“I love …”
Kim also mentions the “abused” use of the word “love.” Personally, I agree that Americans use this expression very often, at least more than any other people I know. “Love” is used for literally anything that one is fond of: from people, countries, to weather, and food. Sometimes one can even love a fact (e.g. I love the fact that some Americans are still reading this post). Love is all over the places. Sometimes I enjoy this, and sometimes I do not. I like it because the word is of utmost beauty, and that people express it so casually in America makes the world seem so much better a place. The same goes for other big words (wonderful, awesome…) that are used in daily contexts: I like how Americans can be so positively dramatic. At times, yet, I cannot help but feeling empty. These jubilant words are so readily at one’s disposal that they lose power, and that, in worse cases, the sincerity behind them comes into question.
Assimilation into the culture
To assure the topic’s relevance, I asked some friends for personal opinions on top of what I have found on the Internet. Americans themselves are apparently aware of their tendency for overstatements, suggested an American friend of mine, but he was not sure if other people did the same or if it was just an American thing. In addition, this tendency seems so deeply-ingrained that Americans do it naturally, and perhaps even unconsciously. My fellow blog author Bryan Manoo, an international student from Mauritius, holds the same opinion. Nonetheless, it is neither good nor bad at the end of the day. After all, it is a cultural trait, which means it cannot be judged but only learned. The single most important question is then: How do different cultures co-exist in spite of their differences?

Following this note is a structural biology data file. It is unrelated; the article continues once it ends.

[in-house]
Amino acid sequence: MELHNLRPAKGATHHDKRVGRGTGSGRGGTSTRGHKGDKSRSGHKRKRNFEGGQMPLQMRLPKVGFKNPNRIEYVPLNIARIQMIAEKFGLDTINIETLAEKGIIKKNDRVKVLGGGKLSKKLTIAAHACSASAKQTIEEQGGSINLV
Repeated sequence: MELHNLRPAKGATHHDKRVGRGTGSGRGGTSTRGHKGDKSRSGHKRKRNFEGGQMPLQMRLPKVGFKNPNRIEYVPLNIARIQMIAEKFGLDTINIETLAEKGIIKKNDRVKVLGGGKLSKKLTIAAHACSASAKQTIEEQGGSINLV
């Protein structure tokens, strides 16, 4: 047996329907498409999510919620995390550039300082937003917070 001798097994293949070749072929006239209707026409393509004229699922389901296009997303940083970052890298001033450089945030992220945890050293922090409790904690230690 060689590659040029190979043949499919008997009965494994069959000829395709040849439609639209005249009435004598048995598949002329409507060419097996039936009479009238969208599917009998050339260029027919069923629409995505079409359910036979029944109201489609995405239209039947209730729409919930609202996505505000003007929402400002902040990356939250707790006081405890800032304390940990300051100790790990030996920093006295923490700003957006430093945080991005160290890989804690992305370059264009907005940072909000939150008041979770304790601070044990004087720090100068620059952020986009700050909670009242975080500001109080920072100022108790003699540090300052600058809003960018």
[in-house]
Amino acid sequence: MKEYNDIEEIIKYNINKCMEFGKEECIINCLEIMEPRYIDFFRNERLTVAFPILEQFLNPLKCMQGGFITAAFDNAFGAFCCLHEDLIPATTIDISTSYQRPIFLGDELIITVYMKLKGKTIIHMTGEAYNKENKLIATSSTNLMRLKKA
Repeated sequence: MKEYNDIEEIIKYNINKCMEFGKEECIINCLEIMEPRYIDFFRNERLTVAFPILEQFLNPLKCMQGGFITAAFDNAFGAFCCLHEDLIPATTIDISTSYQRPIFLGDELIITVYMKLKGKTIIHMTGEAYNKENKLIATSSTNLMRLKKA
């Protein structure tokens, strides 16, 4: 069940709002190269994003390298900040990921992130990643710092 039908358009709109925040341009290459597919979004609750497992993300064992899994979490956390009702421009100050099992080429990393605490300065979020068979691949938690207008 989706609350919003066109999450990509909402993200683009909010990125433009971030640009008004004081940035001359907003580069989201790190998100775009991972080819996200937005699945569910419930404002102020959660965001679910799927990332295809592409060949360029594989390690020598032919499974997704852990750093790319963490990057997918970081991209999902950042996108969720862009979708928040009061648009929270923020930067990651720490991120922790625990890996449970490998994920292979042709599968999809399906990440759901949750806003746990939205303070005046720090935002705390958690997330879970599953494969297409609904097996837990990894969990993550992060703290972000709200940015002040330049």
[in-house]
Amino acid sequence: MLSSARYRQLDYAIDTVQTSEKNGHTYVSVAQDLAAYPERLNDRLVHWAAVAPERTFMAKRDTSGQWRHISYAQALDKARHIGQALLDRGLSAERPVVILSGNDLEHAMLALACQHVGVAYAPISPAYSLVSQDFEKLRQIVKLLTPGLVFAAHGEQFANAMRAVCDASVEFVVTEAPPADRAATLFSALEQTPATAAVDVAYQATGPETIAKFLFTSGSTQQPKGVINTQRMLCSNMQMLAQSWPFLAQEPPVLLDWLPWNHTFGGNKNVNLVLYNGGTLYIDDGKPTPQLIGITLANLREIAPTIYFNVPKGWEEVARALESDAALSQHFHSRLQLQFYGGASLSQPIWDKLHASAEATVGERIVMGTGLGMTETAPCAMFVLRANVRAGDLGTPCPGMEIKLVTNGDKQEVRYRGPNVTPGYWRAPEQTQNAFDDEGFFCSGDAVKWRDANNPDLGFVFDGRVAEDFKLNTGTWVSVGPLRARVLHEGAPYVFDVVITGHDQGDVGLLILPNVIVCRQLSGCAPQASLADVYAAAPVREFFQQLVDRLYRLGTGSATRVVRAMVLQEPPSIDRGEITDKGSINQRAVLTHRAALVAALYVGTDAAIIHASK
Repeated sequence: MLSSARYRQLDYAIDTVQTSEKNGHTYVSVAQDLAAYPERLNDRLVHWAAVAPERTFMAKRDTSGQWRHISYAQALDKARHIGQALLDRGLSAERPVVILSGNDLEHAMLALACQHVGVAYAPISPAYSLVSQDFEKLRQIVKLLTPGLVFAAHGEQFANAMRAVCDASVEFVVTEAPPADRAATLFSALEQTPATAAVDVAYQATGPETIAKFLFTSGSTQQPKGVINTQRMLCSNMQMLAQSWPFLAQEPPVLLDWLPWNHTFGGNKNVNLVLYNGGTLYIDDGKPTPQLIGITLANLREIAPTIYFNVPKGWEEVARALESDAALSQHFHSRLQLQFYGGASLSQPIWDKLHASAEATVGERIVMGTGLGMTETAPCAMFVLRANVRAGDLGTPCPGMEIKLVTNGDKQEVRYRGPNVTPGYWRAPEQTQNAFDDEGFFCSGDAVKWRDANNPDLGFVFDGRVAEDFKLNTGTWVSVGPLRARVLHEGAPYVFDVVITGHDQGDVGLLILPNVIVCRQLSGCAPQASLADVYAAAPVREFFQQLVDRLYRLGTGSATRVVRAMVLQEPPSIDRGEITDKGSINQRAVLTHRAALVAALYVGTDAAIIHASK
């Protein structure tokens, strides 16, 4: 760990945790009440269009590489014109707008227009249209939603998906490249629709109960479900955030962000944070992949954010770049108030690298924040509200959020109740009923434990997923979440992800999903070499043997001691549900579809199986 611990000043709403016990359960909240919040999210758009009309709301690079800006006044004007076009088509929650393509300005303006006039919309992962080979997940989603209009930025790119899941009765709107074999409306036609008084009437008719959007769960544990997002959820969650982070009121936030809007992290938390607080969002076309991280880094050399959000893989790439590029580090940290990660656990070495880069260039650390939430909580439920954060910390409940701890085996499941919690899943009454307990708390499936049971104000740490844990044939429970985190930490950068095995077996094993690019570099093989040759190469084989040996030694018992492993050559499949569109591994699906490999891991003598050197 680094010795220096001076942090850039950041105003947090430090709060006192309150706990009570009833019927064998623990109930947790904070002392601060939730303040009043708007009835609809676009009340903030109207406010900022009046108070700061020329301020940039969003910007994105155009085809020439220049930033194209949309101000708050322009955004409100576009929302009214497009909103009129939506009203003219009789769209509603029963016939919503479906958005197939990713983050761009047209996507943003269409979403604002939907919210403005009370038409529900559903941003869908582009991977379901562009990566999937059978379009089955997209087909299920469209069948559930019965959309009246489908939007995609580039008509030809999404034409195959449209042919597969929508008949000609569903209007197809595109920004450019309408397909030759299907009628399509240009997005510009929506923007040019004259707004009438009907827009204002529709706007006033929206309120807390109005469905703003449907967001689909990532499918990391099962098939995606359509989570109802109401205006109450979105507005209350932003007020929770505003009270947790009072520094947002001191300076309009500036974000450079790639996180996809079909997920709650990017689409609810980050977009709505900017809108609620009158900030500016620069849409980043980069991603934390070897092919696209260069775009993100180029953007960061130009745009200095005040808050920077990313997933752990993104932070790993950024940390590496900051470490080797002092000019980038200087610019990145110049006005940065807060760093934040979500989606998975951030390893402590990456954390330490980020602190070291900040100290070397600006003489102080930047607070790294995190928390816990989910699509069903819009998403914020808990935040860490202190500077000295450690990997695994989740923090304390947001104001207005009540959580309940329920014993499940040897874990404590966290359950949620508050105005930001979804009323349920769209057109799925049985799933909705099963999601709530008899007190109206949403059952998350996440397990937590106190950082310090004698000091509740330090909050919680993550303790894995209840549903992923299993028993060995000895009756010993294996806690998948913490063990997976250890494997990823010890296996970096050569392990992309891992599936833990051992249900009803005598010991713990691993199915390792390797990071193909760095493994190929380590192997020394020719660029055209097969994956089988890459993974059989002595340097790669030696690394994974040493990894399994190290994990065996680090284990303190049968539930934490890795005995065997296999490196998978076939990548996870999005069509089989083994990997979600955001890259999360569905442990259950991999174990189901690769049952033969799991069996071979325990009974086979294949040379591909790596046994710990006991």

Some people accept and attribute these “big talks” to good will (e.g. Americans people use overly-positive remarks to make others feel good). Some choose to see it as showing enthusiasm and optimism, like American author Douglas Amrine suggests. Others assume that Americans are inherently dramatic. Whatever one may think, it seems to fall into place naturally in the long run. A French student told me that within a semester she had adopted the American manner, which she would not have when speaking with French people. Similarly, a senior student from Vietnam jokingly told me, when asked about exaggeration in the American conversational language, that she was an example of the phenomenon. Looking back, I found that I also had a rather smooth transition in terms of language. In fact, I now sometimes use atypical big words like “splendid” or “lovely,” just to make the response anything but ordinary.
As I have said before, multicultural awareness is crucial – especially in this age of increased globalization. Today we are informed, or reminded, that Americans tends to overstate in conversations. In turn, this will prepare non-Americans better for communication within an American environment, and, vice versa, Americans for communication within a foreign environment. Both Amrine and Kim used the example of job interviews. Accordingly, a job candidate should be outspoken in an American-oriented context, while more humble in a non-American one. The failure to do so would result in the candidate being seen as either unenthusiastic and even incompetent, or overconfident and arrogant, respectively.
The earlier example of Goodman also suggests the lesson of compliments. Consider French people who are known for being good at NOT giving compliments. They are likely to appear somewhat indifferent to Americans who, based on my experience, really enjoy giving praises. Conversely, Americans’ praises might at times sound over-the-top to some Korean ears. So how do we praise each other - you may be thinking that this has become unnecessarily complicated. Regarding compliments, I totally agree with a friend of mine: “it's always pleasant [...] if they are sincere.”
How do we use our knowledge of culture to inform decisions? For future reference, you can use this as a rule of thumb: In America, we do it the ‘Murican way.
Many thanks to Bryan, My Anh, Zachary, and Anne-Laure. I would not have been able to complete this without your contributions. Hope this finds you well.
Lycoming College takes seriously the need to help international students transition into the American culture. Find out more by contacting Admissions